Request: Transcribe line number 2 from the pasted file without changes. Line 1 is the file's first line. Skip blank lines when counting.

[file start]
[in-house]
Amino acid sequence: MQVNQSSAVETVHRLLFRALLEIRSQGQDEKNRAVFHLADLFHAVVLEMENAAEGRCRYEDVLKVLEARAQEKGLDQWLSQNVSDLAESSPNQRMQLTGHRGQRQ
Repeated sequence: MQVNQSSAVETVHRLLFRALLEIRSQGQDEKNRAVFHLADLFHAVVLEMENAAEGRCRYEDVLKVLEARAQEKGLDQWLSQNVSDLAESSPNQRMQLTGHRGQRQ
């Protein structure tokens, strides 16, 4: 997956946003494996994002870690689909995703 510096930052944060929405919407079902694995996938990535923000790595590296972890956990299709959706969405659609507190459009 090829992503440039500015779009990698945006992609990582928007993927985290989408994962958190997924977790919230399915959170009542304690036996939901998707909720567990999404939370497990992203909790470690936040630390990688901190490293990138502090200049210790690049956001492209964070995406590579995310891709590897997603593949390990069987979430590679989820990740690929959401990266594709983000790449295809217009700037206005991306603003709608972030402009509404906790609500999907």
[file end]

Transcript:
Amino acid sequence: MQVNQSSAVETVHRLLFRALLEIRSQGQDEKNRAVFHLADLFHAVVLEMENAAEGRCRYEDVLKVLEARAQEKGLDQWLSQNVSDLAESSPNQRMQLTGHRGQRQ